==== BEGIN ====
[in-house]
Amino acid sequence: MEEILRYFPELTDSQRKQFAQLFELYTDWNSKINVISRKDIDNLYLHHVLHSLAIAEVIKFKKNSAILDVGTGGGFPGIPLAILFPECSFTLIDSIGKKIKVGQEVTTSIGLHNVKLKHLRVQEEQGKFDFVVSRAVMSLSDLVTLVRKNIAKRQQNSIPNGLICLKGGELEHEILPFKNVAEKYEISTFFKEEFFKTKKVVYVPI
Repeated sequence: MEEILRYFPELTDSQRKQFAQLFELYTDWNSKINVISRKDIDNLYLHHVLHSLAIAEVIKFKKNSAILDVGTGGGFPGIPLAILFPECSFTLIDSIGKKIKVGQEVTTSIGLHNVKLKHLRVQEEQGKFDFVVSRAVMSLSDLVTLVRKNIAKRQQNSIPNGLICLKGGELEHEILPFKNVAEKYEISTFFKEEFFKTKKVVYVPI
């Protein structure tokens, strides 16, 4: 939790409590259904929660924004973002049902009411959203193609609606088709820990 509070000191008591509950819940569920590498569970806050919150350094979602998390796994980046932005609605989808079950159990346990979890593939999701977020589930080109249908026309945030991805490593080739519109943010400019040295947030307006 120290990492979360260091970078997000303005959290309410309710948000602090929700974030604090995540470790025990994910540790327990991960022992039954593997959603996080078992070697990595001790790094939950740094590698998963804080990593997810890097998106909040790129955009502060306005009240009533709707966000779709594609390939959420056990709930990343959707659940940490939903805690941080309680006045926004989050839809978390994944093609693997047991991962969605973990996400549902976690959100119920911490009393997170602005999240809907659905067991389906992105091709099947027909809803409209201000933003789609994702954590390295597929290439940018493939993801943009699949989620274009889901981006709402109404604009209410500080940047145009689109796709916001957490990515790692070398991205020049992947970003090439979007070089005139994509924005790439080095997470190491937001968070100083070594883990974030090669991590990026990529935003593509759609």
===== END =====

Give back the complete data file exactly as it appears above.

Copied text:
[in-house]
Amino acid sequence: MEEILRYFPELTDSQRKQFAQLFELYTDWNSKINVISRKDIDNLYLHHVLHSLAIAEVIKFKKNSAILDVGTGGGFPGIPLAILFPECSFTLIDSIGKKIKVGQEVTTSIGLHNVKLKHLRVQEEQGKFDFVVSRAVMSLSDLVTLVRKNIAKRQQNSIPNGLICLKGGELEHEILPFKNVAEKYEISTFFKEEFFKTKKVVYVPI
Repeated sequence: MEEILRYFPELTDSQRKQFAQLFELYTDWNSKINVISRKDIDNLYLHHVLHSLAIAEVIKFKKNSAILDVGTGGGFPGIPLAILFPECSFTLIDSIGKKIKVGQEVTTSIGLHNVKLKHLRVQEEQGKFDFVVSRAVMSLSDLVTLVRKNIAKRQQNSIPNGLICLKGGELEHEILPFKNVAEKYEISTFFKEEFFKTKKVVYVPI
């Protein structure tokens, strides 16, 4: 939790409590259904929660924004973002049902009411959203193609609606088709820990 509070000191008591509950819940569920590498569970806050919150350094979602998390796994980046932005609605989808079950159990346990979890593939999701977020589930080109249908026309945030991805490593080739519109943010400019040295947030307006 120290990492979360260091970078997000303005959290309410309710948000602090929700974030604090995540470790025990994910540790327990991960022992039954593997959603996080078992070697990595001790790094939950740094590698998963804080990593997810890097998106909040790129955009502060306005009240009533709707966000779709594609390939959420056990709930990343959707659940940490939903805690941080309680006045926004989050839809978390994944093609693997047991991962969605973990996400549902976690959100119920911490009393997170602005999240809907659905067991389906992105091709099947027909809803409209201000933003789609994702954590390295597929290439940018493939993801943009699949989620274009889901981006709402109404604009209410500080940047145009689109796709916001957490990515790692070398991205020049992947970003090439979007070089005139994509924005790439080095997470190491937001968070100083070594883990974030090669991590990026990529935003593509759609």